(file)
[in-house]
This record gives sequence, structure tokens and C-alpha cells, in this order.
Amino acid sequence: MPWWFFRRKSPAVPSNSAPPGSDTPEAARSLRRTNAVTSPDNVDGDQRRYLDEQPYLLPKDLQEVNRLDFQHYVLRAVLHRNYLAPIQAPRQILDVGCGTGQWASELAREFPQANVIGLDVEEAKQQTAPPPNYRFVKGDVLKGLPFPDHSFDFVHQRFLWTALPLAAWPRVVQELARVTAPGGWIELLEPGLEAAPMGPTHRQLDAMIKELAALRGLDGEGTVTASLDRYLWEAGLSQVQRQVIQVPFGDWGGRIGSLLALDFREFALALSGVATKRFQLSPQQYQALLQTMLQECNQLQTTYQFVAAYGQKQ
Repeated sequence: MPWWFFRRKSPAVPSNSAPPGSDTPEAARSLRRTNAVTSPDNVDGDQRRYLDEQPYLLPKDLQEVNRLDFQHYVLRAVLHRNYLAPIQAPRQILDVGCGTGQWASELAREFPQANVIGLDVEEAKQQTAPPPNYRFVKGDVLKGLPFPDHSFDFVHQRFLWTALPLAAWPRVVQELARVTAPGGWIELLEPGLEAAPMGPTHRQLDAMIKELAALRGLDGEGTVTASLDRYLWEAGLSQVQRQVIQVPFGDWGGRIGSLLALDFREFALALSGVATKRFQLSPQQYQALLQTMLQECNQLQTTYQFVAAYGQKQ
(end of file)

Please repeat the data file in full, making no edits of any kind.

[in-house]
This record gives sequence, structure tokens and C-alpha cells, in this order.
Amino acid sequence: MPWWFFRRKSPAVPSNSAPPGSDTPEAARSLRRTNAVTSPDNVDGDQRRYLDEQPYLLPKDLQEVNRLDFQHYVLRAVLHRNYLAPIQAPRQILDVGCGTGQWASELAREFPQANVIGLDVEEAKQQTAPPPNYRFVKGDVLKGLPFPDHSFDFVHQRFLWTALPLAAWPRVVQELARVTAPGGWIELLEPGLEAAPMGPTHRQLDAMIKELAALRGLDGEGTVTASLDRYLWEAGLSQVQRQVIQVPFGDWGGRIGSLLALDFREFALALSGVATKRFQLSPQQYQALLQTMLQECNQLQTTYQFVAAYGQKQ
Repeated sequence: MPWWFFRRKSPAVPSNSAPPGSDTPEAARSLRRTNAVTSPDNVDGDQRRYLDEQPYLLPKDLQEVNRLDFQHYVLRAVLHRNYLAPIQAPRQILDVGCGTGQWASELAREFPQANVIGLDVEEAKQQTAPPPNYRFVKGDVLKGLPFPDHSFDFVHQRFLWTALPLAAWPRVVQELARVTAPGGWIELLEPGLEAAPMGPTHRQLDAMIKELAALRGLDGEGTVTASLDRYLWEAGLSQVQRQVIQVPFGDWGGRIGSLLALDFREFALALSGVATKRFQLSPQQYQALLQTMLQECNQLQTTYQFVAAYGQKQ